Safety campaign targets drunk drowning

Scotts Head (file photo)
Scotts Head (file photo)

WITH temperatures set to be in the low to mid-30s in the Nambucca Valley for the long weekend, a safety agency is urging people not to mix alcohol and water activities.

New data from Royal Life Saving Society – Australia reveals that 2760 men lost their lives due to drowning in the past 15 years, between July 1 2003 and June 30 2018.

Of those deaths, 18 per cent are known to have had a contributory level of alcohol in their system. This figure has the potential to be higher, given that the blood alcohol content was unknown in a further 42 per cent of cases.

The combination of warmer weather and celebrations around water can be deadly, with January recording the highest number of alcohol related drowning deaths.

In the lead up to the Australia Day long weekend, Royal Life Saving Society - Australia with support of the Federal Government, is launching the ‘Don’t Let Your Mates Drink and Drown’ campaign, to remind men of the serious issue surrounding alcohol consumption near water.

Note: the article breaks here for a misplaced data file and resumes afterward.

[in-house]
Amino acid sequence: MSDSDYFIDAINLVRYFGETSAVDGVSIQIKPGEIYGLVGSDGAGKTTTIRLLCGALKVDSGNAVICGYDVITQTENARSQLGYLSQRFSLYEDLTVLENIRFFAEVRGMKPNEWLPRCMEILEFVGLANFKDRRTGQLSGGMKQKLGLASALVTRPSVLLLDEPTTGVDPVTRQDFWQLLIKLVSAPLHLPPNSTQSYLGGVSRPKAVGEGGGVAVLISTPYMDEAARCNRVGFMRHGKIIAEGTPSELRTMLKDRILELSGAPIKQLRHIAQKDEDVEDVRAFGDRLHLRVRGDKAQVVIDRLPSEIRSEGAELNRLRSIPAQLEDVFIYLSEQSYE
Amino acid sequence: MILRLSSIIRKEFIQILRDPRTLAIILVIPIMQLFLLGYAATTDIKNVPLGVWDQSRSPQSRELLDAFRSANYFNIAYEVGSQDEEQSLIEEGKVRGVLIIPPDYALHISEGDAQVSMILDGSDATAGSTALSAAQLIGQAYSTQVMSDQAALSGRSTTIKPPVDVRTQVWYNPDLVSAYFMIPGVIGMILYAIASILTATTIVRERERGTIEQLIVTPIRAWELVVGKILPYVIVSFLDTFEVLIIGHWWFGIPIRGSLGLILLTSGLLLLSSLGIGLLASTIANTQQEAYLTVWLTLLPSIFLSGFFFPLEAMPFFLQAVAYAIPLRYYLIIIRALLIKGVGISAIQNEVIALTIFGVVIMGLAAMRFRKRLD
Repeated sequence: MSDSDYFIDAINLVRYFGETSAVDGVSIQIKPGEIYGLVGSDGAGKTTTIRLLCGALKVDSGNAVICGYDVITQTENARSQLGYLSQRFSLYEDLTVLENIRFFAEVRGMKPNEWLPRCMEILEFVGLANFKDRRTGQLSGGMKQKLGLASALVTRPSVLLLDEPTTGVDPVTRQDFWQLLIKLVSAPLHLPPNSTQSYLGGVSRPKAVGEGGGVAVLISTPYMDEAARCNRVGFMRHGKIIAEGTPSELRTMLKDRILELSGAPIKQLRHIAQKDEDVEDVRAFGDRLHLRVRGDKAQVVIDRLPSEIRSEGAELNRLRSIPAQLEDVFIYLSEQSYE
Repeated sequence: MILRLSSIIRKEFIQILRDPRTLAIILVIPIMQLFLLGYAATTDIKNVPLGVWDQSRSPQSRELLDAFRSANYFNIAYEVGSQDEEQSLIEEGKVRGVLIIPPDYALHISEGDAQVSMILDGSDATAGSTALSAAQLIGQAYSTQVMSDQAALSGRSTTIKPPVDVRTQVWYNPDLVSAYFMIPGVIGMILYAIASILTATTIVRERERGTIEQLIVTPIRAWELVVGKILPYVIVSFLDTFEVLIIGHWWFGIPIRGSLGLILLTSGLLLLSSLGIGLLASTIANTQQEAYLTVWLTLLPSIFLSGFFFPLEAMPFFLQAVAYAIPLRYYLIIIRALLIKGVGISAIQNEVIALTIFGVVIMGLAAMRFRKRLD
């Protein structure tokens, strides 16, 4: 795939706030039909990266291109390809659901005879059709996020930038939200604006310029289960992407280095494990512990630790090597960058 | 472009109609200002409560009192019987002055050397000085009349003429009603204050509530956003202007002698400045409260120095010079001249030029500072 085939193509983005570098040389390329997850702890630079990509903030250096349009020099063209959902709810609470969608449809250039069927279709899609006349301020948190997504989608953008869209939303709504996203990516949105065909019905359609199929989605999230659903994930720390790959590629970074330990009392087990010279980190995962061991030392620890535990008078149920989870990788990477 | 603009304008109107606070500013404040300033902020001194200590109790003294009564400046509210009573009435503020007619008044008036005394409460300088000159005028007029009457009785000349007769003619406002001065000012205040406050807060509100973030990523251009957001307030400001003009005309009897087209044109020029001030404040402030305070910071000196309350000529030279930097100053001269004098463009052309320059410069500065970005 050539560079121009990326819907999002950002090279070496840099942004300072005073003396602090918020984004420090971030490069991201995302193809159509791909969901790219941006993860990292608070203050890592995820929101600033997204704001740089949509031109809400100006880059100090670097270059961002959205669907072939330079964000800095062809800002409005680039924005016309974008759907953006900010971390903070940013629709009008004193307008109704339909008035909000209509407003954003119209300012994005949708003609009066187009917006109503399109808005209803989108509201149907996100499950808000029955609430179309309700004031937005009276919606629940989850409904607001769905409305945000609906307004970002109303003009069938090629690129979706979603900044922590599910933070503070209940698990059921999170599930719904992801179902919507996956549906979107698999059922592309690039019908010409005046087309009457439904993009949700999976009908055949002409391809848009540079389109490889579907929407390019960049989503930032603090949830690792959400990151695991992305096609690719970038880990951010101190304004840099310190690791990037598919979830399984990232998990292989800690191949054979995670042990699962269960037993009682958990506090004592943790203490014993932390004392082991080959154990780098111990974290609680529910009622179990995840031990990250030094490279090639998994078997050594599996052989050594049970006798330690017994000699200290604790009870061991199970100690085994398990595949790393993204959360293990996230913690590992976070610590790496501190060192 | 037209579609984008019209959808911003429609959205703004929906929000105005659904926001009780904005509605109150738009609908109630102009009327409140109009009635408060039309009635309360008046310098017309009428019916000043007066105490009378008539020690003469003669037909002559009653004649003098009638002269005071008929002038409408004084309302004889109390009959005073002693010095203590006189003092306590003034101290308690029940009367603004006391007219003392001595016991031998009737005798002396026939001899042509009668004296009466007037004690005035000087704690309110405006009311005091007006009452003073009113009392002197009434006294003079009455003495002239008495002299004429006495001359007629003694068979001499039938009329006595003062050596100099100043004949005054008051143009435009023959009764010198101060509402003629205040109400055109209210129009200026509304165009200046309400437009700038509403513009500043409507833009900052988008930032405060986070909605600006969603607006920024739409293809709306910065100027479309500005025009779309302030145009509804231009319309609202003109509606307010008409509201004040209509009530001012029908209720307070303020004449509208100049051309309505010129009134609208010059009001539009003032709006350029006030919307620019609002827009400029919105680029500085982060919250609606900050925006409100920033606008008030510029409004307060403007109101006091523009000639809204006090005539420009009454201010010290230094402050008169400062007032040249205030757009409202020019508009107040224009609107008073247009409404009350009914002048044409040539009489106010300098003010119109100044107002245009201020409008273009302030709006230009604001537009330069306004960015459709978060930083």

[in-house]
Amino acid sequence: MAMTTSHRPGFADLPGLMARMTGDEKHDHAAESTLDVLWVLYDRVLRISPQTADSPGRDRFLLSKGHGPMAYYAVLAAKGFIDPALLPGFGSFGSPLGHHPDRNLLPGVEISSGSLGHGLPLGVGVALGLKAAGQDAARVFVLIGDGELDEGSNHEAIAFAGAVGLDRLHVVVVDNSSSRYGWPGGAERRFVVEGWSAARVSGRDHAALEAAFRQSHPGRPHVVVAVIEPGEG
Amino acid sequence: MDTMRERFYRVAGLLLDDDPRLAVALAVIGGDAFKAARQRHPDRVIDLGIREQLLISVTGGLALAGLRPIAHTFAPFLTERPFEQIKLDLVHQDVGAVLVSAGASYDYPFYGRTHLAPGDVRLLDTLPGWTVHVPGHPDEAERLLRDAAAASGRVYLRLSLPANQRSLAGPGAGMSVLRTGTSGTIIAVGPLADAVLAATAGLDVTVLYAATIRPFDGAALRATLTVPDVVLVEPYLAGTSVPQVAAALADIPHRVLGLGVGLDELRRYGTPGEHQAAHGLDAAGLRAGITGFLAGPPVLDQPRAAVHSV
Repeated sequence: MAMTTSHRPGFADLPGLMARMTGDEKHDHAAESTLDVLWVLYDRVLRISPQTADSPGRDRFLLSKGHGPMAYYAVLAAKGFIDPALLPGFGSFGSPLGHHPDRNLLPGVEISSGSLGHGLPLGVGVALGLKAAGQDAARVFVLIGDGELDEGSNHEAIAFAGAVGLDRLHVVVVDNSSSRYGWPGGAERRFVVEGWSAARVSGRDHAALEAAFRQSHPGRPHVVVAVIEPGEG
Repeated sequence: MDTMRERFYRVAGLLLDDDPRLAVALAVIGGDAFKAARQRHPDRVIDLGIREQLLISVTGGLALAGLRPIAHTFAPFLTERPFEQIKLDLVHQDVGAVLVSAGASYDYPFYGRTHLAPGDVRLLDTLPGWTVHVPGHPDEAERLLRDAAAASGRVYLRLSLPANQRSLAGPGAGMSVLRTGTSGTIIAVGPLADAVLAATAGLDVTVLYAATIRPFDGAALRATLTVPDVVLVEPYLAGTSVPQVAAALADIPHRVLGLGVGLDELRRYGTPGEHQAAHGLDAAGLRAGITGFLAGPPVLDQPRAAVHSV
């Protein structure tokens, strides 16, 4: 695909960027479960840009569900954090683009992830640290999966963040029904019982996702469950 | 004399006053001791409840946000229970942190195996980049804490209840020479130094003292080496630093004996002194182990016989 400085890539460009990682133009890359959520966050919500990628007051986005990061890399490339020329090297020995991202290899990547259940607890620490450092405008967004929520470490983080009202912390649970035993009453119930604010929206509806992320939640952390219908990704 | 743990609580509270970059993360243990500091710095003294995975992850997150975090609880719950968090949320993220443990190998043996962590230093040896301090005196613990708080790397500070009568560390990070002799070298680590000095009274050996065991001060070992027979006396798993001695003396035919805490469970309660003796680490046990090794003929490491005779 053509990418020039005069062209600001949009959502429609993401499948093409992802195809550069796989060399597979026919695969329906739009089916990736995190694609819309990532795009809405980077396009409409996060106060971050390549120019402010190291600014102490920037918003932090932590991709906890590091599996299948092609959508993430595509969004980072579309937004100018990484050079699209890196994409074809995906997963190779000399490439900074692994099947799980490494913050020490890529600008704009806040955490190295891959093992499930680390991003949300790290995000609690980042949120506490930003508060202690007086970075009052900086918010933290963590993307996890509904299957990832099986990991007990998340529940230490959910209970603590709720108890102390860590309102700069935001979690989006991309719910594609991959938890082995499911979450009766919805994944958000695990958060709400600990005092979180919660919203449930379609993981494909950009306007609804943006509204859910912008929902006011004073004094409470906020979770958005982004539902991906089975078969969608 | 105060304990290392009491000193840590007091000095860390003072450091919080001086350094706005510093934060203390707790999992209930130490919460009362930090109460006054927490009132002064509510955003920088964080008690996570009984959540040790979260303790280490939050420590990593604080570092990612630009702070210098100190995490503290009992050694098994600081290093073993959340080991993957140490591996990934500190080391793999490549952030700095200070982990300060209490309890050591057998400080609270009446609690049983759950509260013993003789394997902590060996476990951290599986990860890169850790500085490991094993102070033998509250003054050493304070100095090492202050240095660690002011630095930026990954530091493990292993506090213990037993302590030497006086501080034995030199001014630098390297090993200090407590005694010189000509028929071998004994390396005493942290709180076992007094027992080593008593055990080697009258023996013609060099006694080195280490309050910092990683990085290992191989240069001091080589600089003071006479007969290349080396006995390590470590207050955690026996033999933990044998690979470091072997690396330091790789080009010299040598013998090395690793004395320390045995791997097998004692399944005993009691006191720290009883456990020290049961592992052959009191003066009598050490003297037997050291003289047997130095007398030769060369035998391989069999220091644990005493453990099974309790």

Royal Life Saving Society – Australia - CEO Justin Scarr, says “we are deeply concerned about the high level of intoxication of men when in and around waterways. A culture of risk-taking behaviour by men around water can be dangerous, and when combined with alcohol, can be fatal.”

Alcohol increases the risk of drowning by impairing judgement, reducing coordination, and delaying reaction time. The average blood alcohol concentration of males who drowned with a positive reading of alcohol in their system was almost three times the legal driving limit. The highest blood alcohol concentration recorded was 10 times the legal driving limit at 0.523.

“Alarmingly, the males who are drowning under the influence of alcohol aren’t just having a drink or two, they’re significantly inebriated,” Mr Scarr said.

“Alcohol increases the risk of drowning by impairing judgement, reducing coordination, and delaying reaction time.”

An image from the awareness campaign

An image from the awareness campaign

Of the activities resulting in drowning deaths while under the influence of alcohol, 41 per cent were as a result of jumping in, and 32 per cent were due to accidental falls into water.

Rivers, creeks, and streams were the leading location for drink drowning, accounting for 28 per cent of all male drowning deaths with a contributory blood alcohol level.

Most men who were drunk when they drowned were with someone at the time. Royal Life Saving – Australia is urging men not to just stand by, but to call their mates out when they’re being reckless around water.

“Leave the booze until safely away from the water, look out for your mates and pull them into line if they’re under the influence and thinking about doing something reckless near water such as swimming or boating. You will literally save their life,” Mr Scarr said.

Safety tips:

Avoid entering the water after drinking alcohol

Know your limits

Never swim alone

Learn how to resuscitate

Also making the news: